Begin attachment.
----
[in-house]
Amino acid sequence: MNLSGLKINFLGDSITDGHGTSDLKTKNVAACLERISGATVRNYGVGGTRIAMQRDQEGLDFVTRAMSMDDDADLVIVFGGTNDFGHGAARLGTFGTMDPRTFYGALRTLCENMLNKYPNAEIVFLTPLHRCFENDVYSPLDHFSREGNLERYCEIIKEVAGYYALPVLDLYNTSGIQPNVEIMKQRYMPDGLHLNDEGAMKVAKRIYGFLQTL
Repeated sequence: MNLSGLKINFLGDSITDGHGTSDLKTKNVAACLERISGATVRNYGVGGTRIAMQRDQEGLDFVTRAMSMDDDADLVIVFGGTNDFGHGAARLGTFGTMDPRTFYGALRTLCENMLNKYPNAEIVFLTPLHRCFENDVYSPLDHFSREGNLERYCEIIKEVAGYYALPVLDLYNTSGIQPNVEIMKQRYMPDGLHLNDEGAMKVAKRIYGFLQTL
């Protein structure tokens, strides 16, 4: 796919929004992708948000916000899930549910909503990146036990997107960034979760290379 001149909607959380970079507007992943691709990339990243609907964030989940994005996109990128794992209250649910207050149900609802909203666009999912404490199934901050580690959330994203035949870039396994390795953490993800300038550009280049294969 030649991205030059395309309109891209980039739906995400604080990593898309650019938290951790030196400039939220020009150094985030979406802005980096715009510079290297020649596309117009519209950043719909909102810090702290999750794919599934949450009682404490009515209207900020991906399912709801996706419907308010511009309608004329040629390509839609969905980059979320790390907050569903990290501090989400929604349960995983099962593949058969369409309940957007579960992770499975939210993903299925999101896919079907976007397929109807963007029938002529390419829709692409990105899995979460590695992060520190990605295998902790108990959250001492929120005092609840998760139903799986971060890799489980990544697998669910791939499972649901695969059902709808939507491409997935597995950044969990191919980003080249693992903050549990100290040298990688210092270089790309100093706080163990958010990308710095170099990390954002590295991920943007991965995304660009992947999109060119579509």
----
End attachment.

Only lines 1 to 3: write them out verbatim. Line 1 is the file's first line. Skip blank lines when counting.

[in-house]
Amino acid sequence: MNLSGLKINFLGDSITDGHGTSDLKTKNVAACLERISGATVRNYGVGGTRIAMQRDQEGLDFVTRAMSMDDDADLVIVFGGTNDFGHGAARLGTFGTMDPRTFYGALRTLCENMLNKYPNAEIVFLTPLHRCFENDVYSPLDHFSREGNLERYCEIIKEVAGYYALPVLDLYNTSGIQPNVEIMKQRYMPDGLHLNDEGAMKVAKRIYGFLQTL
Repeated sequence: MNLSGLKINFLGDSITDGHGTSDLKTKNVAACLERISGATVRNYGVGGTRIAMQRDQEGLDFVTRAMSMDDDADLVIVFGGTNDFGHGAARLGTFGTMDPRTFYGALRTLCENMLNKYPNAEIVFLTPLHRCFENDVYSPLDHFSREGNLERYCEIIKEVAGYYALPVLDLYNTSGIQPNVEIMKQRYMPDGLHLNDEGAMKVAKRIYGFLQTL